... I have heard people say if Blair was being genuine he could have donated anonymously and out of the public eye. I don't care if this is genuine or more spin – what I do care about is helping soldiers. ... I won't be buying Blair's book though.
And nor will Mrs Rigby be buying the book. If she wants to donate to the Royal British Legion she will do so directly, either via their website or by putting some money in one of their collecting boxes. She sees no need whatsoever to channel any donation through a third party.

Mrs R also wonders if, maybe, in the long run it's best to take the mickey as does The Daily Mash, and we should accept that
... the RBL should keep the money, it will do far more good with them than it will in Blairs pocket ...
We are all mortal, no matter how clever, how clean-living or how rich we are, it's the one certainty of being human - and there are no pockets in a shroud. A few months ago Mr Blair was looking quite frail which is why, thanks to ARRSE, Mrs R will share a verse from Bob Dylan's Masters of War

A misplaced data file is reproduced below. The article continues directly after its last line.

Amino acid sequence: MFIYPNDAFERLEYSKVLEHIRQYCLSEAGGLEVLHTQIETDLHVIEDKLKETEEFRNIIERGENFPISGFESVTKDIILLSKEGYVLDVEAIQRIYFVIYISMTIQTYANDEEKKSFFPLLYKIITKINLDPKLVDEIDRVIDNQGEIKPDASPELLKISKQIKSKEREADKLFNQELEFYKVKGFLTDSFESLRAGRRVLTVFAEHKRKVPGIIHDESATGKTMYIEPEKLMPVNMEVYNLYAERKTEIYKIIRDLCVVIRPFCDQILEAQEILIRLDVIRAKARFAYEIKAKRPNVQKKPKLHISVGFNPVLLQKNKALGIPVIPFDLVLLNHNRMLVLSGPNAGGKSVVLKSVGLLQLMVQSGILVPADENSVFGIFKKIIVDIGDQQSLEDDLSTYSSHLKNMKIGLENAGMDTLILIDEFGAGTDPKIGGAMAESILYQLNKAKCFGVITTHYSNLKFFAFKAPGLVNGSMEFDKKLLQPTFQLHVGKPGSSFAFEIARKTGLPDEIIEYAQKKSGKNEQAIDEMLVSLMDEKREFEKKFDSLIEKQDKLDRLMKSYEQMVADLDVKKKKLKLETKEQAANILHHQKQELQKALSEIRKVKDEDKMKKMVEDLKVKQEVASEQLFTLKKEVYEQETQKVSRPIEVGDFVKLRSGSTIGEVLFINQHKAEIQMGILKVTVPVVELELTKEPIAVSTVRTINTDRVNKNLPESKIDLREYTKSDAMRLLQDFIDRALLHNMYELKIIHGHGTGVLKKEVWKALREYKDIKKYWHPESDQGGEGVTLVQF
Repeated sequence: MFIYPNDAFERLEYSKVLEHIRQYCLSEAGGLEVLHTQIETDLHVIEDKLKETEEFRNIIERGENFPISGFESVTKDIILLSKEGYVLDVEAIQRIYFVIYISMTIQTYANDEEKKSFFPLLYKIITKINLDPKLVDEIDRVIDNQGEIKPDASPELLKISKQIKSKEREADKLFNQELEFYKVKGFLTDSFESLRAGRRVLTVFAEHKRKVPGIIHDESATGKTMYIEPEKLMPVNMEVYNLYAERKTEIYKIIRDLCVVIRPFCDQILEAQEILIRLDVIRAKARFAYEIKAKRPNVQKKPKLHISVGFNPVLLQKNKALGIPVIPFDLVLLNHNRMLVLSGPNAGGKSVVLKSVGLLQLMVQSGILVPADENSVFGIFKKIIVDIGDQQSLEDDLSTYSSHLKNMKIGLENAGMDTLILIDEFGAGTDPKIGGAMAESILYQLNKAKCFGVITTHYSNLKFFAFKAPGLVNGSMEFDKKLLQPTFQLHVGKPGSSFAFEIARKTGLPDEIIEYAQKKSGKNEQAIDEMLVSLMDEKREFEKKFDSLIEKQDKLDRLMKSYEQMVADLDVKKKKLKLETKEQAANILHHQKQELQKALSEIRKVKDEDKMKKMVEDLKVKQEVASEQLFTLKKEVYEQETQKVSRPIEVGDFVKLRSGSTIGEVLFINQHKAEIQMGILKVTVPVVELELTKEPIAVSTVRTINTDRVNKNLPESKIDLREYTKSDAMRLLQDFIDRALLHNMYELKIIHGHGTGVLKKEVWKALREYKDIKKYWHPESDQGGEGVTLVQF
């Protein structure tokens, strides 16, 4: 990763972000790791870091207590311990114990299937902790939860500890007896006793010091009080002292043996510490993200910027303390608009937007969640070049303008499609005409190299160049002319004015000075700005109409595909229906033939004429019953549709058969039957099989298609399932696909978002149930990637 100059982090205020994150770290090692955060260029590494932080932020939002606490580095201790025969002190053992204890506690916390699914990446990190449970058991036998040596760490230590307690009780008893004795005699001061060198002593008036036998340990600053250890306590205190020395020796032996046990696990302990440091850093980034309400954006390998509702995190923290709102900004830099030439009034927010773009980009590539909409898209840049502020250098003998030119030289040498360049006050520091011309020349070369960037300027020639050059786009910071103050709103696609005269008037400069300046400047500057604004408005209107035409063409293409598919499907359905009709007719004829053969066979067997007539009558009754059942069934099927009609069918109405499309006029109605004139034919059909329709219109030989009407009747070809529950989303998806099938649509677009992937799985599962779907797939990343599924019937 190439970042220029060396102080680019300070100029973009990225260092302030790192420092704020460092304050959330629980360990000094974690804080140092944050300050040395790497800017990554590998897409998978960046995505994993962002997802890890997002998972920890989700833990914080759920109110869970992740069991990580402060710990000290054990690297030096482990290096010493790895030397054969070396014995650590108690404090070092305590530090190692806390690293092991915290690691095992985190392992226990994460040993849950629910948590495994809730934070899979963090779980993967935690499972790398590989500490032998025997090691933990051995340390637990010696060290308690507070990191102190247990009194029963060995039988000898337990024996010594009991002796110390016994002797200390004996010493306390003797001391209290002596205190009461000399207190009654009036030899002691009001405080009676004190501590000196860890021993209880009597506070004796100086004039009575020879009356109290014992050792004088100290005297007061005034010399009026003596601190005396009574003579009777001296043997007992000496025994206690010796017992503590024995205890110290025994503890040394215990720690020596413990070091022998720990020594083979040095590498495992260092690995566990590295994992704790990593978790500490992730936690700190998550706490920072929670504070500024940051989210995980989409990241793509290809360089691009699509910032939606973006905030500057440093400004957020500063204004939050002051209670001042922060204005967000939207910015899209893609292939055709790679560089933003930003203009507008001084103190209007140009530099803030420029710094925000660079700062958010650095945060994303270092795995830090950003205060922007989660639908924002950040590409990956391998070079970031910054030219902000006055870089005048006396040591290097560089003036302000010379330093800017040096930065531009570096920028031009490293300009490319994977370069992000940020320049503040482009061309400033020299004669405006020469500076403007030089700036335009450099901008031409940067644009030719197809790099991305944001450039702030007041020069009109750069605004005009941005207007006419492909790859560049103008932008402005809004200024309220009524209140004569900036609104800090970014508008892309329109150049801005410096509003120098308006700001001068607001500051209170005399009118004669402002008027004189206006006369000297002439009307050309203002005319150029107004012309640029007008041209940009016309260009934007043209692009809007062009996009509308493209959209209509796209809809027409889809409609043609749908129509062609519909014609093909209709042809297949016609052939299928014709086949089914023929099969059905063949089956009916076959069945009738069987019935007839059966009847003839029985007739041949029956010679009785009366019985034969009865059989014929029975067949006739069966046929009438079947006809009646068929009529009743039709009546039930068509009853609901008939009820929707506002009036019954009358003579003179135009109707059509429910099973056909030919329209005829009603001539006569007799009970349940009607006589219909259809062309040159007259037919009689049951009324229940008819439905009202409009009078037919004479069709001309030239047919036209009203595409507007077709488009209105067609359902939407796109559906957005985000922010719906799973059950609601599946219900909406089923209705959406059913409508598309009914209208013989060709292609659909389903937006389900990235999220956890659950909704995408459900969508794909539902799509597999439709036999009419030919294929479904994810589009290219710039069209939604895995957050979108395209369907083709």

Let me ask you one question
Is your money that good
Will it buy you forgiveness
Do you think that it could
I think you will find
When your death takes its toll
All the money you made
Will never buy back your soul.

Tuesday 17 August 2010


Way back here Mrs Rigby mentioned that Portugal decriminalised the use of some drugs. On 1st July 2001
... a nationwide law in Portugal took effect that decriminalized all drugs, including cocaine and heroin. Under the new legal framework, all drugs were "decriminalized," not "legalized." Thus, drug possession for personal use and drug usage itself are still legally prohibited, but violations of those prohibitions are deemed to be exclusively administrative violations and are removed completely from the criminal realm. Drug trafficking continues to be prosecuted as a criminal offence.